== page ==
Although the number of FAA regulations concerning UAV/UAS operation has dwindled greatly over the past two years, the nature of these rules may be daunting to newcomers to aviation. If you were to ask a commercial photographer what Class “D” airspace was two years ago, the response probably would have been a blank stare. If you were to ask that same photographer that question today, chances are much higher they would know what you were asking them.
Aviation as an industry is complicated, and the number of rules that are present (from the 7110.65 to the AIM and everything else that goes along with them) are there to protect the people flying and those below them. Mixing in a historically civilian hobby would normally spell disaster; however, through diligent planning and careful execution, the FAA has been able to keep incidents concerning UAVs to a minimum.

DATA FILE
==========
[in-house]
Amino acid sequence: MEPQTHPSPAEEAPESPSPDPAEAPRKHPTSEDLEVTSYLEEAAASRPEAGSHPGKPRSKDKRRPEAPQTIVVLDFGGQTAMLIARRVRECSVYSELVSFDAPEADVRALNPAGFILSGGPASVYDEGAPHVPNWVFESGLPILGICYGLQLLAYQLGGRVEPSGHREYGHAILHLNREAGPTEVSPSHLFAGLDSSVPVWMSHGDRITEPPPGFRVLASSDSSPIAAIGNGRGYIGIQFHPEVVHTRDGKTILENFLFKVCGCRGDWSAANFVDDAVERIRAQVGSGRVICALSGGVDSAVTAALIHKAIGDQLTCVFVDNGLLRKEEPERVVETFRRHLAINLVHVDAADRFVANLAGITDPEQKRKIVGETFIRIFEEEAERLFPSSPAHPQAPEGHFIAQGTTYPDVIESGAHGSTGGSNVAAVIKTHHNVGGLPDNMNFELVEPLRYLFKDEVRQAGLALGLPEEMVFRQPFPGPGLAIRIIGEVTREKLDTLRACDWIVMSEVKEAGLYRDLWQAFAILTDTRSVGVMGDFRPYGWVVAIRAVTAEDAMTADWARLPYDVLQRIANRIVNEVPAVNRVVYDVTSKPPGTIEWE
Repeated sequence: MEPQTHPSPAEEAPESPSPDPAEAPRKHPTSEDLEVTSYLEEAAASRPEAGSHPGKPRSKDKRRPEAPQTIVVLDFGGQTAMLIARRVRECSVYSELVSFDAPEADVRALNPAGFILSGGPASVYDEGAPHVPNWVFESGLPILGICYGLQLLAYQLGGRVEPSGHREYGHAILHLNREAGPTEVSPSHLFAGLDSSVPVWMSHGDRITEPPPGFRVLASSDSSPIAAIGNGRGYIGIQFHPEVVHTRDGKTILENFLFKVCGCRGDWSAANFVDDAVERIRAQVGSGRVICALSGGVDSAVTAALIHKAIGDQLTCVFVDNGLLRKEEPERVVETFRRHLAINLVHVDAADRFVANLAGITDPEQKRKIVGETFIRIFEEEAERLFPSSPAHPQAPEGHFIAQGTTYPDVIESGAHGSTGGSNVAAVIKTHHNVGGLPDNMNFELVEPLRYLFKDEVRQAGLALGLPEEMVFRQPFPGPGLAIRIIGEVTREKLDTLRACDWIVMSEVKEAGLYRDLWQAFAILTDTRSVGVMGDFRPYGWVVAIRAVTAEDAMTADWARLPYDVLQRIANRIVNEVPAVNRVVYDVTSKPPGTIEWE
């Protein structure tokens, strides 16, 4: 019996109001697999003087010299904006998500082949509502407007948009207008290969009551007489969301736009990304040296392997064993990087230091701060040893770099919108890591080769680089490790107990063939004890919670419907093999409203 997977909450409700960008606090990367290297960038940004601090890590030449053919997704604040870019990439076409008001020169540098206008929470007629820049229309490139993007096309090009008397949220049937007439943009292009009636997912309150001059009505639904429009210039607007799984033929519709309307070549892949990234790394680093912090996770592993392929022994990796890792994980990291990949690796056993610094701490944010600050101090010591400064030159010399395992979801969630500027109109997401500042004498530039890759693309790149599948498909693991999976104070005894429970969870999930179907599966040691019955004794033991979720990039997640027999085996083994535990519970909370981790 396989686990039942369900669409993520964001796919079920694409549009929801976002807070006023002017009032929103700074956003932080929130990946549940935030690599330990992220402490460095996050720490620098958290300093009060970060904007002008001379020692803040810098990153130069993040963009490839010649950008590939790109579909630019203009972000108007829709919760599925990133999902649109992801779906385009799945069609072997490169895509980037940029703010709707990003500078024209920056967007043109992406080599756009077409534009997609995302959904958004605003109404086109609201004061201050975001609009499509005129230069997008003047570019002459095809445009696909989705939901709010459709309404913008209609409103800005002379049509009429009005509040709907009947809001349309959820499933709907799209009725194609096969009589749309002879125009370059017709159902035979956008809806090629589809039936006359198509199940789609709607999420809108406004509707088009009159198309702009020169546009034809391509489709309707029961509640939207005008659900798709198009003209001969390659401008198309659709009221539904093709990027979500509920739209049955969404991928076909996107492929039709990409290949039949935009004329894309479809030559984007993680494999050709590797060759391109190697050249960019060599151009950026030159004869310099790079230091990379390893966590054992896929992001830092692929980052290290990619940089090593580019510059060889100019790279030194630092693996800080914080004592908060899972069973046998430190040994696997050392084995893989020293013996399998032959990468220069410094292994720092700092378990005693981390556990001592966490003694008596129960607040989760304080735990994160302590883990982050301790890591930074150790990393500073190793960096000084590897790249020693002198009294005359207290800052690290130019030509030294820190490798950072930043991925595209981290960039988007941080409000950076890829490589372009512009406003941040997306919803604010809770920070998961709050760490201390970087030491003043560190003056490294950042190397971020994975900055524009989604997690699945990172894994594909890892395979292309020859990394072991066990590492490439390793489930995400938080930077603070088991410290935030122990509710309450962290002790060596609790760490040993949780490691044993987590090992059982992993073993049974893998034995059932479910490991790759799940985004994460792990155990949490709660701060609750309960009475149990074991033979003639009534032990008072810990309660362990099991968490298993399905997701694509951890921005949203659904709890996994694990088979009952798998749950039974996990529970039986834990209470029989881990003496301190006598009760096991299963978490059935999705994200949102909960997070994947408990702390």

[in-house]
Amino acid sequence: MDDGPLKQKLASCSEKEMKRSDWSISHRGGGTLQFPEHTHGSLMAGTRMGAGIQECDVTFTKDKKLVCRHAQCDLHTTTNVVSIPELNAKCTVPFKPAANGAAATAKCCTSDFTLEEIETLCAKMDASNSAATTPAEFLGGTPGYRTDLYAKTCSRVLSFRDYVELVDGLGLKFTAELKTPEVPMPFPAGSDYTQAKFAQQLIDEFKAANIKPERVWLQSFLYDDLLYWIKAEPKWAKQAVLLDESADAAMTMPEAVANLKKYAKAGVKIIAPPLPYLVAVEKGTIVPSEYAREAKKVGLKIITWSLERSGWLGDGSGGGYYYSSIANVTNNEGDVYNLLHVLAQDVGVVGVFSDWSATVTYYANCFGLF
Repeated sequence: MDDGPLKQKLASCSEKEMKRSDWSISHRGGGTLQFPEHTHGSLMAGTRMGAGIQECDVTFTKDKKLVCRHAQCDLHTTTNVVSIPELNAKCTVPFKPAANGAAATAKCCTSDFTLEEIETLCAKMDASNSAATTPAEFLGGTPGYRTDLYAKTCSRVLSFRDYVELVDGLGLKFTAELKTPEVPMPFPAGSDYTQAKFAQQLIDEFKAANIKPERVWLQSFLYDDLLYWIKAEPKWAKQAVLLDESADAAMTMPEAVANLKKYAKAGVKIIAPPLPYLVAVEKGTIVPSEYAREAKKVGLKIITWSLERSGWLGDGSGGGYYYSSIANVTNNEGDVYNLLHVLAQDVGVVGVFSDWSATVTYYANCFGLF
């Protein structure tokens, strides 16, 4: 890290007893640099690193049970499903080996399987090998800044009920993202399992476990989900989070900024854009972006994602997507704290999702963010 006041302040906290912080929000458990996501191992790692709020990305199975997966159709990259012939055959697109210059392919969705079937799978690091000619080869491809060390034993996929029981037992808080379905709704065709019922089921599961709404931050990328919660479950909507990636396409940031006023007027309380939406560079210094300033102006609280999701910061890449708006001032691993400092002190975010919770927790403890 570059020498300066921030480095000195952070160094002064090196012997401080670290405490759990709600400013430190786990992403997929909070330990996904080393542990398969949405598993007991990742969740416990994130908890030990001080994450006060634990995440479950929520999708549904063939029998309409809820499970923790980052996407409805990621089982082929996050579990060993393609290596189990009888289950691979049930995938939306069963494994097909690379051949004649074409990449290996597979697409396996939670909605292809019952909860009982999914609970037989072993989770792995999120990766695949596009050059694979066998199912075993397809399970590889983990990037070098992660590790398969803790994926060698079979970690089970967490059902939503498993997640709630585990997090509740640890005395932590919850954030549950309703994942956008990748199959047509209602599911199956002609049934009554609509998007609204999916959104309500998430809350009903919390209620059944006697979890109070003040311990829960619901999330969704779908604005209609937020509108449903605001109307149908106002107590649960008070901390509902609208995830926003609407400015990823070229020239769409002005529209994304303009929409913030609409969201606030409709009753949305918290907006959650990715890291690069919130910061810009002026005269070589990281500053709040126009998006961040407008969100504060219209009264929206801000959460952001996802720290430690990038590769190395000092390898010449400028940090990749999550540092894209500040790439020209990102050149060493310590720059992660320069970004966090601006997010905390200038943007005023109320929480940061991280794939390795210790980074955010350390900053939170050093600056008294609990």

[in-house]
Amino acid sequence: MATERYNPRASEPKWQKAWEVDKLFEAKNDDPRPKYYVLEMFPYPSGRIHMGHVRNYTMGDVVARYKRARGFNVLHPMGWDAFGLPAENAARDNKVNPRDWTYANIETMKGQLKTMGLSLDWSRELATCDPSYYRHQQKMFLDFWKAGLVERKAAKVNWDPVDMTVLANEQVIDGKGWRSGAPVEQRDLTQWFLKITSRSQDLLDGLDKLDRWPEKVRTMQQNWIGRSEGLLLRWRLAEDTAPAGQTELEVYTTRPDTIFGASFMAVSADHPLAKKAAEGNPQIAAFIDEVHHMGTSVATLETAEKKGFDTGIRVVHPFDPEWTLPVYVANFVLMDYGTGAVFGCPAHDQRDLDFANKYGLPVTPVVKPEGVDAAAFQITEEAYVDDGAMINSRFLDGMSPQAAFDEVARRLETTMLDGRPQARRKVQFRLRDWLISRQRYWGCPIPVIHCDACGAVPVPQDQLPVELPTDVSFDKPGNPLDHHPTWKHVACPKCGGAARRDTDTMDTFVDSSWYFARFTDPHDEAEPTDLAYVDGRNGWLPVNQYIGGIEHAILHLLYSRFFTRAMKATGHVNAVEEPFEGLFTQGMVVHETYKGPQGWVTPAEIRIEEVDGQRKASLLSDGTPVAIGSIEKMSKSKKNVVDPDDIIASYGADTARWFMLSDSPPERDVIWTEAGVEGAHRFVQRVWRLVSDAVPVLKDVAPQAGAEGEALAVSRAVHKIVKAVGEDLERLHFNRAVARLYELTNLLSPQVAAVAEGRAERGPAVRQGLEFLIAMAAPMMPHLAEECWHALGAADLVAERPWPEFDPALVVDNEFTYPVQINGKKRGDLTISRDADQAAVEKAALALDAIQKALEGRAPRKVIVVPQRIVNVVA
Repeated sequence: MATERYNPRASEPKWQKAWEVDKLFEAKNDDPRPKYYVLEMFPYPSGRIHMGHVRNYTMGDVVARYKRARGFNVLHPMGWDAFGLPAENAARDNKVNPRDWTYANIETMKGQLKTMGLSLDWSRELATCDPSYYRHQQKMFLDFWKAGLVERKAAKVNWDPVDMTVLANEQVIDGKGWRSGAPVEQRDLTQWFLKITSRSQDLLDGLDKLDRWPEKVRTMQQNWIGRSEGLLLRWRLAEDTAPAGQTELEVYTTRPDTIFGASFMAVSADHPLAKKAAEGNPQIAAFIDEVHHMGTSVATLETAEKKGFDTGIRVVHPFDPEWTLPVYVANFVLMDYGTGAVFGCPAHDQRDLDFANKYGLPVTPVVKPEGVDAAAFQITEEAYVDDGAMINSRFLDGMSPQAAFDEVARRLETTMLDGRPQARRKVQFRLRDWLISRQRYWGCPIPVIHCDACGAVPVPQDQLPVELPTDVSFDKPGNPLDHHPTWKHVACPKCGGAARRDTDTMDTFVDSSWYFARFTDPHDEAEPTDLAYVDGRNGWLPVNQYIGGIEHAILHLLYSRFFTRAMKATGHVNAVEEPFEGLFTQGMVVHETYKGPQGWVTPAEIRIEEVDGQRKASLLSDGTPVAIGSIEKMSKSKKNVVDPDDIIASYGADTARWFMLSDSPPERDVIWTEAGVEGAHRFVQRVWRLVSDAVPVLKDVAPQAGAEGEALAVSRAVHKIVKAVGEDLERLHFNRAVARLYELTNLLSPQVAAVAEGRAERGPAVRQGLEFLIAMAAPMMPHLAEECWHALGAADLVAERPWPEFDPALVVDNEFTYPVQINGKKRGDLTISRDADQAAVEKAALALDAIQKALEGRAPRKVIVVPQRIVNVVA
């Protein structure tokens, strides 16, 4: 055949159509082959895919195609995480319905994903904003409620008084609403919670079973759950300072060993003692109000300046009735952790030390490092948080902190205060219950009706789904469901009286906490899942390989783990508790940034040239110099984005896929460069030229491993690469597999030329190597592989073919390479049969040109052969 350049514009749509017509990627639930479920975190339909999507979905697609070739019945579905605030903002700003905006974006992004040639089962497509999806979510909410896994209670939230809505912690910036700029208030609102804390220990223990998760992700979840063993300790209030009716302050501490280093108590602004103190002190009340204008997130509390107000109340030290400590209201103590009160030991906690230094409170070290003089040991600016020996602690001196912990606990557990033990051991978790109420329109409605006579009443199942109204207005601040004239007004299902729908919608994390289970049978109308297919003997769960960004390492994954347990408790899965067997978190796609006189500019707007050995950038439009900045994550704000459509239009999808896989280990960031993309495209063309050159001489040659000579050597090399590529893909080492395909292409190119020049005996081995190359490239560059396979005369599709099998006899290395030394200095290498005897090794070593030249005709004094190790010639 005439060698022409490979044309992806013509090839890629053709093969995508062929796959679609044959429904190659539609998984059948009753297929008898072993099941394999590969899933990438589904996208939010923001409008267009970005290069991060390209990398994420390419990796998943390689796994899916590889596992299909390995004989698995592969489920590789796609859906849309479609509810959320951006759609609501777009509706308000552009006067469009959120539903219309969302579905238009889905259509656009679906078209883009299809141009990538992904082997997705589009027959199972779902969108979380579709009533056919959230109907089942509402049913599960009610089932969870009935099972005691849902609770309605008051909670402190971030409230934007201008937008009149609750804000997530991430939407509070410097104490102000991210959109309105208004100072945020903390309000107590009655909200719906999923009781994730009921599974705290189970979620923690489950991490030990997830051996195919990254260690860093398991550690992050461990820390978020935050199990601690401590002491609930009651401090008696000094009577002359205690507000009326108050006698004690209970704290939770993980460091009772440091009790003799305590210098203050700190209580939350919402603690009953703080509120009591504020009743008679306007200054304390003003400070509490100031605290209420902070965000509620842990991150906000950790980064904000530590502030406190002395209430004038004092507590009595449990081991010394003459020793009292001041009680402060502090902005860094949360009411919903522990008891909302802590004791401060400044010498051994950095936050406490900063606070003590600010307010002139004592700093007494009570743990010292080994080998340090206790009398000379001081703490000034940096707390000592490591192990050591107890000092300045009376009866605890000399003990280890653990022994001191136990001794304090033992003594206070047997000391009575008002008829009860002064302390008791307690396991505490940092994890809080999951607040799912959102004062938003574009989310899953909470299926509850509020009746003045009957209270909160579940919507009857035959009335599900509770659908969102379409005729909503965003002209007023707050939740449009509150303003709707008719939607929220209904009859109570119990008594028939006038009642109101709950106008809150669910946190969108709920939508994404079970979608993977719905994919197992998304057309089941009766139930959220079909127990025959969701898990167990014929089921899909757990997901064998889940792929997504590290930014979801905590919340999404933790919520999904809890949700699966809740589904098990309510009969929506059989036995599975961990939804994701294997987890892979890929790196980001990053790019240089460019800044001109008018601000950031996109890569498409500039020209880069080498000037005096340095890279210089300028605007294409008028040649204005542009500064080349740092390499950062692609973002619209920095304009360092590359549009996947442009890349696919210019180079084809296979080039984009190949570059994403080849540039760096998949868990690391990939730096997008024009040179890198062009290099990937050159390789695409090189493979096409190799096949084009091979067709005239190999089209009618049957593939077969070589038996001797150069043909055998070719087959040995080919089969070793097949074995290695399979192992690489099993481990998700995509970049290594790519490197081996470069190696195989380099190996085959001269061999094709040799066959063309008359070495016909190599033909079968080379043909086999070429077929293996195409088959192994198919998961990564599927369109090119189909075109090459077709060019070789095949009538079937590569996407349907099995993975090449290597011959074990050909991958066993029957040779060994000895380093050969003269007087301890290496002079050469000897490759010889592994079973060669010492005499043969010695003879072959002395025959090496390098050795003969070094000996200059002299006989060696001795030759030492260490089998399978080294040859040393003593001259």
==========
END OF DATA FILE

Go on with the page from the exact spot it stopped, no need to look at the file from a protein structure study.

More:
Corporate responsibility is going to play a big role in the evolution of UAV/UAS acceptance into the United States’ airspace. Business organizations that choose to follow the rules, pay attention, and gain a thorough understanding of how they mix with other traffic will help the FAA move forward with well thought out safety initiatives. This responsibility will be mandatory as services like 3D mapping, UAV-based survey, lidar, and gas detection become commonplace in the commercial sector.
Creating A Good Partnership
Calspan’s commercial UAV operation is a good example of a successful partnership between a corporation, air traffic control, local airport tenants, and the FAA. Located at the Niagara Falls International Airport (KIAG), Calspan is a flight research and testing services provider with long experience testing UAV systems using manned surrogates. Calspan needed a safe area in which to develop a fixed-wing sUAS capability for aerial mapping, surveying, and utility infrastructure inspection. The Niagara Falls airport was the perfect place – a large, flat, unobstructed, mostly grassy area with tower control of aircraft traffic in Class D airspace.